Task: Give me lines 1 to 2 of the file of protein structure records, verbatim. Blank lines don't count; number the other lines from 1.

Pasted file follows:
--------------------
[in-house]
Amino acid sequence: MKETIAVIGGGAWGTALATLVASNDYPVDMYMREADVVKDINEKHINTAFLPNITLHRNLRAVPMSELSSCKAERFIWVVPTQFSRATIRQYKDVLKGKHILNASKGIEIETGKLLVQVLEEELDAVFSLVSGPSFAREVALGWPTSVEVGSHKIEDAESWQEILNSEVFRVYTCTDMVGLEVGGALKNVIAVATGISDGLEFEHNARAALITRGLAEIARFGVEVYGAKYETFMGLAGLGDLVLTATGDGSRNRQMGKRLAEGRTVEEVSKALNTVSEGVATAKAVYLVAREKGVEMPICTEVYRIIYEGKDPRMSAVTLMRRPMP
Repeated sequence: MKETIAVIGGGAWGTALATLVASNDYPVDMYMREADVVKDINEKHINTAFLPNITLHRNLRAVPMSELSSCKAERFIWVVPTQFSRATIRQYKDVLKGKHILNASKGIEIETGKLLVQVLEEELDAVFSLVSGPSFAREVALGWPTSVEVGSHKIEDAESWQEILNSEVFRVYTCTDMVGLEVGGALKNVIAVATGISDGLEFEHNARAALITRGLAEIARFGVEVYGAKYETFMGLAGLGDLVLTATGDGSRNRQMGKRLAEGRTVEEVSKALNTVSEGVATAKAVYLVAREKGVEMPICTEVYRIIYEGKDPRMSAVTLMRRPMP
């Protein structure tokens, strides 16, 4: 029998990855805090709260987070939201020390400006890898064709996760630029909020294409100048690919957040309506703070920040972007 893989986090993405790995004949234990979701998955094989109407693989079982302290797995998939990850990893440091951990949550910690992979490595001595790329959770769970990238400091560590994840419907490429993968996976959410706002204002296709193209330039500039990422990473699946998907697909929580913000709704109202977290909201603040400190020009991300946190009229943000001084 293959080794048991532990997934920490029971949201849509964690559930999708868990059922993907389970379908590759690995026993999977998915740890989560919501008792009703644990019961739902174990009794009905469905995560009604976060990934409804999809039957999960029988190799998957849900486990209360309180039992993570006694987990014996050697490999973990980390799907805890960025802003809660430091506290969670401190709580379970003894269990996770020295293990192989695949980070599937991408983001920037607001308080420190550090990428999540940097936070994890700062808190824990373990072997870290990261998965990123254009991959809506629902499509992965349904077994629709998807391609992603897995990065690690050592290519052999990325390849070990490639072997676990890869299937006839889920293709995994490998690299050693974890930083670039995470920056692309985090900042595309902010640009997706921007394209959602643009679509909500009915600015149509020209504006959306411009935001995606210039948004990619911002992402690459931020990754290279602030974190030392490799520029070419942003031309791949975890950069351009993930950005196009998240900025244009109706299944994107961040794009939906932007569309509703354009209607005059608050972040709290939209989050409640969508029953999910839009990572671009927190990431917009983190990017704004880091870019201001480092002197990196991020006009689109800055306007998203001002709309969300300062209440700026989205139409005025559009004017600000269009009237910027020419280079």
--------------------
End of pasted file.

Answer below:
[in-house]
Amino acid sequence: MKETIAVIGGGAWGTALATLVASNDYPVDMYMREADVVKDINEKHINTAFLPNITLHRNLRAVPMSELSSCKAERFIWVVPTQFSRATIRQYKDVLKGKHILNASKGIEIETGKLLVQVLEEELDAVFSLVSGPSFAREVALGWPTSVEVGSHKIEDAESWQEILNSEVFRVYTCTDMVGLEVGGALKNVIAVATGISDGLEFEHNARAALITRGLAEIARFGVEVYGAKYETFMGLAGLGDLVLTATGDGSRNRQMGKRLAEGRTVEEVSKALNTVSEGVATAKAVYLVAREKGVEMPICTEVYRIIYEGKDPRMSAVTLMRRPMP